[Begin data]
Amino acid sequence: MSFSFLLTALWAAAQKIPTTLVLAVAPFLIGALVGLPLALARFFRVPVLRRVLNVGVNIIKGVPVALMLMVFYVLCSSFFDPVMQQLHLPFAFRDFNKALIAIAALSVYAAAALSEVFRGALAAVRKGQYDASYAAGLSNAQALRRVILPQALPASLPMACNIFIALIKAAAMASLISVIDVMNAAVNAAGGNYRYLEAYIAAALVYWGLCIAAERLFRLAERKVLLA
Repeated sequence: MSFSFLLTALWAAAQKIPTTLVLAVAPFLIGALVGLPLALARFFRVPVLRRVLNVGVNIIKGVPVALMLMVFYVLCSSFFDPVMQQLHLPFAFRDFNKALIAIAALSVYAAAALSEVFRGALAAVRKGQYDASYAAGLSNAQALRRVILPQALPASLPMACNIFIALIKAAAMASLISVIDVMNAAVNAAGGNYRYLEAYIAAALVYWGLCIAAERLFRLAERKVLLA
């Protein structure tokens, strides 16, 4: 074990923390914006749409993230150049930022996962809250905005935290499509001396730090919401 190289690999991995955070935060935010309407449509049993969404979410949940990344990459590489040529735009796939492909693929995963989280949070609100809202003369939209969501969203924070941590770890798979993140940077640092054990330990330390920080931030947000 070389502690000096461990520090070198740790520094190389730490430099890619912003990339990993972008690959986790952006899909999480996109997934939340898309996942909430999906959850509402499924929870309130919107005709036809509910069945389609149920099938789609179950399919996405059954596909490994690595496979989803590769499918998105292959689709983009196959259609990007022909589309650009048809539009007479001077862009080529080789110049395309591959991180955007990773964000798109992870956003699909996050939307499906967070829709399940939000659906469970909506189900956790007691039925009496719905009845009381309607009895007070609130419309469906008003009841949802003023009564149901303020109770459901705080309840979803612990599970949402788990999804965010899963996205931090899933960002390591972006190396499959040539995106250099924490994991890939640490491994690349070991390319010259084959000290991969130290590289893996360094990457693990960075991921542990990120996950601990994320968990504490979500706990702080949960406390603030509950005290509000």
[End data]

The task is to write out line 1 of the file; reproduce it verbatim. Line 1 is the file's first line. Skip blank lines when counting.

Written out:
Amino acid sequence: MSFSFLLTALWAAAQKIPTTLVLAVAPFLIGALVGLPLALARFFRVPVLRRVLNVGVNIIKGVPVALMLMVFYVLCSSFFDPVMQQLHLPFAFRDFNKALIAIAALSVYAAAALSEVFRGALAAVRKGQYDASYAAGLSNAQALRRVILPQALPASLPMACNIFIALIKAAAMASLISVIDVMNAAVNAAGGNYRYLEAYIAAALVYWGLCIAAERLFRLAERKVLLA